Look at any startup journey — the trajectory from a half-baked idea to an industry disruptor is not only a near impossible feat, it demands great sacrifices and unyielding determination from founders and their team.
In the early stages of the startup, its CEO and team leadership are busy experimenting with all manner of ways to create value in the market and generate some level of traction against that value. At this stage, unless one of the co-founders has a strong background in Finance, the startup has little time or patience to deal with maintaining their books, creating financial reports, reconciling invoices — the sort of financial housekeeping which is necessary but not necessarily exciting. At this stage, startups may either outsource these functions to a bookkeeper or hire an in-house controller so that the founders and their team can focus on their core mission.
At this stage, investors are more or less content with this arrangement. Once a startup, however, looks poised to find product-market fit and continues to generate impressive revenue, investors begin to realize that their investment, which was once a scrappy startup trying to survive, has made it out of the Death Valley Curve.
It’s at this stage (typically post Series A or Series B, depending on the size of the round) that investors insist that founders start looking for an experienced Finance Leader. Here are the four reasons why:
It’s Taking Too Long To Create Financial Reports: Investors want to know exactly how much you are burning in a month, and on what. It seems easy enough — you open up your spreadsheet and try to build a report. As you parse through all the entries, you realize that your team hasn’t really been using the spreadsheet; the spreadsheet not only has incomplete data, it doesn’t seem comprehensible. It takes you over a month of your time to finally collate all the data — from contacting vendors, chasing down invoices, checking credit card statements and having long and frustrating discussions with each and every member of your team as they try to recall what they purchased several months ago.
Your Financial Data Isn’t Up-to-Date or Reliable: Your financial controller just made a report to the board. A few days later, she realizes that over $200,000 of spend has magically appeared on the balance sheet. Further investigation makes her realize that this $200,000 should have been accrued in the quarterly report that she presented to the board, but since the invoices against the $200,000 only appeared right after the board report, she has to correct her report and alert the board. Investors not only lose confidence in your team’s ability to stay on top of things, they feel that your company needs a Finance Leader who they can trust.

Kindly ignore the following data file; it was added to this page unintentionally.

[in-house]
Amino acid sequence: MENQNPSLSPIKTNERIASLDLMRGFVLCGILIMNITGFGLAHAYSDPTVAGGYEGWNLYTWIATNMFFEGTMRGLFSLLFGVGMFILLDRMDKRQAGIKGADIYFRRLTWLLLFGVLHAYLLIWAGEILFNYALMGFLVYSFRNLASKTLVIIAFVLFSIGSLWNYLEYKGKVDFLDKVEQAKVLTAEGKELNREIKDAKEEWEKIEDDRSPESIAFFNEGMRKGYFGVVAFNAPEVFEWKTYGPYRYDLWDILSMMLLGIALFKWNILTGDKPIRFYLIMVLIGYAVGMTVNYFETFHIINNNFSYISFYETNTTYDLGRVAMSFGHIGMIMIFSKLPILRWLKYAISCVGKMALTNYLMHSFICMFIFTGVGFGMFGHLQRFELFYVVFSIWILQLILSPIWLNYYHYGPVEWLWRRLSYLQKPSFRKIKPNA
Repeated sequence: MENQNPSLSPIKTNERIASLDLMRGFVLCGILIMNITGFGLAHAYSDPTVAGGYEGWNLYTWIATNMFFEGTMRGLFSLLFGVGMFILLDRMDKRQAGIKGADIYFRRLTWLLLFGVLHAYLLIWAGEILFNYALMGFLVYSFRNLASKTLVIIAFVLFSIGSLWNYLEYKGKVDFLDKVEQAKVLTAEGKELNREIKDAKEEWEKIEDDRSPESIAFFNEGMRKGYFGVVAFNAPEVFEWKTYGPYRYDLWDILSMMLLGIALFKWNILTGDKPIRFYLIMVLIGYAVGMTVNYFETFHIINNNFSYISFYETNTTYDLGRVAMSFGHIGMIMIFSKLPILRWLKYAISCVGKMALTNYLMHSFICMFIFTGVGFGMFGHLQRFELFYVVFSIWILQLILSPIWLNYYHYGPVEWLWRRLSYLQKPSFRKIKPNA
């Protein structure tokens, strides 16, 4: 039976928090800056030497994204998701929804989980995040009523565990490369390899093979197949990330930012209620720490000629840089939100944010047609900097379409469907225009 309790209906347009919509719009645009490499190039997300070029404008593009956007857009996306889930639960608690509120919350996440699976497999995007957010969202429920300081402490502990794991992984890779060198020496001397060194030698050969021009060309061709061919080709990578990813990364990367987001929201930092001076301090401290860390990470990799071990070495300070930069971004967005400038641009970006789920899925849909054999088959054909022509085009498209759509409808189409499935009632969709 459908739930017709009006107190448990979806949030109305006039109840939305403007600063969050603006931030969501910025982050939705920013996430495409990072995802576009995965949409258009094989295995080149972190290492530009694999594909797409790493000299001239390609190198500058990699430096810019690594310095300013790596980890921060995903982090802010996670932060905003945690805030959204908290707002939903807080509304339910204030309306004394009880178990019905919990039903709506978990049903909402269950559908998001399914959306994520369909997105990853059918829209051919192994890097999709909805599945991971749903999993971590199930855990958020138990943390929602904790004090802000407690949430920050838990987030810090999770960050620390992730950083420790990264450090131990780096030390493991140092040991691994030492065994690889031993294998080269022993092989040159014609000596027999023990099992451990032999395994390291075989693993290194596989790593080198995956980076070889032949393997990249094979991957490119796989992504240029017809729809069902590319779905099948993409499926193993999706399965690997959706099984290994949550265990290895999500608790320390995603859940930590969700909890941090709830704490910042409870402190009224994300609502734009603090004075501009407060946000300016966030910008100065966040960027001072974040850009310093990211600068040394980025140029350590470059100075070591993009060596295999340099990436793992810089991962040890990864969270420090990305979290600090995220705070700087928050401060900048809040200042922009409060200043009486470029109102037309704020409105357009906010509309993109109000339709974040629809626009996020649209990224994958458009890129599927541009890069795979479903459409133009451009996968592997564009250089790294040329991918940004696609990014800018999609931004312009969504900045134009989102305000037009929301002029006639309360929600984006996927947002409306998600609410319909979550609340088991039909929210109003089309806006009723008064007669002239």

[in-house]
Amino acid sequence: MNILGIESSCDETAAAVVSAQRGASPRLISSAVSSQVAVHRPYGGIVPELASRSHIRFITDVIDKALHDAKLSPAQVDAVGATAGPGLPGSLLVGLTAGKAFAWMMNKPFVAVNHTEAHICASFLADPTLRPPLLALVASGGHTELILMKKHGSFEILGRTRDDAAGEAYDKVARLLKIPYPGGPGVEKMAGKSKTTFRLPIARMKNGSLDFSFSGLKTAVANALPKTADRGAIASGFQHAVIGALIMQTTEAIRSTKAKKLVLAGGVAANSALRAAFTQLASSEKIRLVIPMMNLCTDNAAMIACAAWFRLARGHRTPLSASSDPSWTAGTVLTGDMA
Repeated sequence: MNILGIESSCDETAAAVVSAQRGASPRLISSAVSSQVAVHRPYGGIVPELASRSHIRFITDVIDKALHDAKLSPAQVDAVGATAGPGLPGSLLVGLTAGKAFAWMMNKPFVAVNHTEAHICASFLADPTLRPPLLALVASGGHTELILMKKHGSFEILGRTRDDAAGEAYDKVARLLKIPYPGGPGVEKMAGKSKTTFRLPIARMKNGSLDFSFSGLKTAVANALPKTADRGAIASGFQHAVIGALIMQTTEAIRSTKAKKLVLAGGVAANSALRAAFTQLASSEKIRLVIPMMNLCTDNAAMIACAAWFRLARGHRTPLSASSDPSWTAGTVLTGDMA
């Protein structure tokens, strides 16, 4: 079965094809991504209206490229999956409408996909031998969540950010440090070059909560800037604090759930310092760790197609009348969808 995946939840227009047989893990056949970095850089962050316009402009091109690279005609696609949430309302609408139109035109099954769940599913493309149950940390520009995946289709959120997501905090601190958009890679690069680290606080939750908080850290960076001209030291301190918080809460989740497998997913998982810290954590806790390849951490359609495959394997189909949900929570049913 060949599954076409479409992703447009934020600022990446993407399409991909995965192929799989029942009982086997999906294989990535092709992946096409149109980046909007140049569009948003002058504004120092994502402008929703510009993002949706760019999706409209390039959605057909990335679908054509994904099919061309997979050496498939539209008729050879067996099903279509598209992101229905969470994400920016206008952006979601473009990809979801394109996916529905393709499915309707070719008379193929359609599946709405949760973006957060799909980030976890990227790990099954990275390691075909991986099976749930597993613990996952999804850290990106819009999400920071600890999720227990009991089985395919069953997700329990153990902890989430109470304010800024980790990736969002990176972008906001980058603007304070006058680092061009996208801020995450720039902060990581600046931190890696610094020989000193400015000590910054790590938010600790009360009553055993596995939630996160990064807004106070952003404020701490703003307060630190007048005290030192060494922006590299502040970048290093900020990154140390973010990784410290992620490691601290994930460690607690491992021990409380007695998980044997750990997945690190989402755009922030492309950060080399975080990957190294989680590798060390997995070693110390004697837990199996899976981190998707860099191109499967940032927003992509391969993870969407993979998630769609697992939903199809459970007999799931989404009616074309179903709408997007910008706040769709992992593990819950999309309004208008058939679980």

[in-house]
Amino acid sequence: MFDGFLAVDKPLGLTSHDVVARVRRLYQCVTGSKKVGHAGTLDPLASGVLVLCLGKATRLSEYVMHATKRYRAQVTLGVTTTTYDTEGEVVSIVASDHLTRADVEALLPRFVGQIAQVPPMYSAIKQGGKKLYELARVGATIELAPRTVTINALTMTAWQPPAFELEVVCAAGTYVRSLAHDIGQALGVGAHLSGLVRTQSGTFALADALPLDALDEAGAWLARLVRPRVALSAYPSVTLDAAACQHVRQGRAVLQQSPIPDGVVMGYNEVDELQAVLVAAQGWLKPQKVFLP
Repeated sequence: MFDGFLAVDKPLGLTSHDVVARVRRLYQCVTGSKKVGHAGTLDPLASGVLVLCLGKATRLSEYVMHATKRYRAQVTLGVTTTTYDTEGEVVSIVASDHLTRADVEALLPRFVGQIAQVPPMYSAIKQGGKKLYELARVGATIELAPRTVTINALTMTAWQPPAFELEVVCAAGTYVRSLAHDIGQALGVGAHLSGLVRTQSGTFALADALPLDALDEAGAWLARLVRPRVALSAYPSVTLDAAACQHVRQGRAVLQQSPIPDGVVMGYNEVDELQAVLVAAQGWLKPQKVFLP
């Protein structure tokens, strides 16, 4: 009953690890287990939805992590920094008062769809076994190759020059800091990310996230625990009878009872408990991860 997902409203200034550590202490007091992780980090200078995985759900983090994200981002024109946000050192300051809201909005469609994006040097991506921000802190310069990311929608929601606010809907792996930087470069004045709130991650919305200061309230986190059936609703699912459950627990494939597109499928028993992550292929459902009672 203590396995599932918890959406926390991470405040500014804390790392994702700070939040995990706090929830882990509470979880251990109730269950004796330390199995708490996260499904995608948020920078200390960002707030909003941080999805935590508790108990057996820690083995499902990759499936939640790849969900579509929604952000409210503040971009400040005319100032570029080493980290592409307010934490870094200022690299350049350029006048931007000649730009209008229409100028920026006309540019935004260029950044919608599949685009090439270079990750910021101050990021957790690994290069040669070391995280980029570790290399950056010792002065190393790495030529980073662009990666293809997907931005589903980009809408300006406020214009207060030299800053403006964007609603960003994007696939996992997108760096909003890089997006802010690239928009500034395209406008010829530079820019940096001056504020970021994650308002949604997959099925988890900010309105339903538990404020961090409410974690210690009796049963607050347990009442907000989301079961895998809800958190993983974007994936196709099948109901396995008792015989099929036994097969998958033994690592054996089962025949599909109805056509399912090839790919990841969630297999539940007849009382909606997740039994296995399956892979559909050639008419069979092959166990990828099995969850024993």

You Startup Is Great At Buying New Accounting Software But Bad At Actually Using It: This happens in young and growing startups all the time. There is an enormous glut of accounting software in the market, and your team is always keen to try new software until they find one that sticks. This bottom-up approach to software purchases is perfect — it certainly saves your team from using software that actually places demands on their time. But the missing ingredient here is a Senior Finance Leader — an experienced professional who’s as comfortable with understanding Ops and People, as she is with Accounting or Finance. Sometimes, you don’t need more software to solve the problem, you just need someone who’s willing to dig around and determine what are the specific needs and problems that your company is facing. This is crucial because no software will solve your problem unless you first identify what the problem is.
You Have No Controls: Your startup is about to raise a tonne of new venture capital. Your team has never managed such a large sum of money before. For a young startup, the concepts of Purchase Requisitions, Approvals, Purchase Orders, Due Diligence and Audit Trails are very new and foreign. As a founder wth no experience in Finance, you, yourself, may be new to them. There’s a reason these financial controls exist in bigger and more traditional companies — shareholders, accounting regulations and investors want to make sure that there are checks and balances in place to ensure that their money isn’t being mishandled or spent recklessly and without due diligence. The same notion applies to a startup — if investors are parting with millions of dollars, they want to ensure that your company has a senior finance leader who is making sure that their investment is being watched over.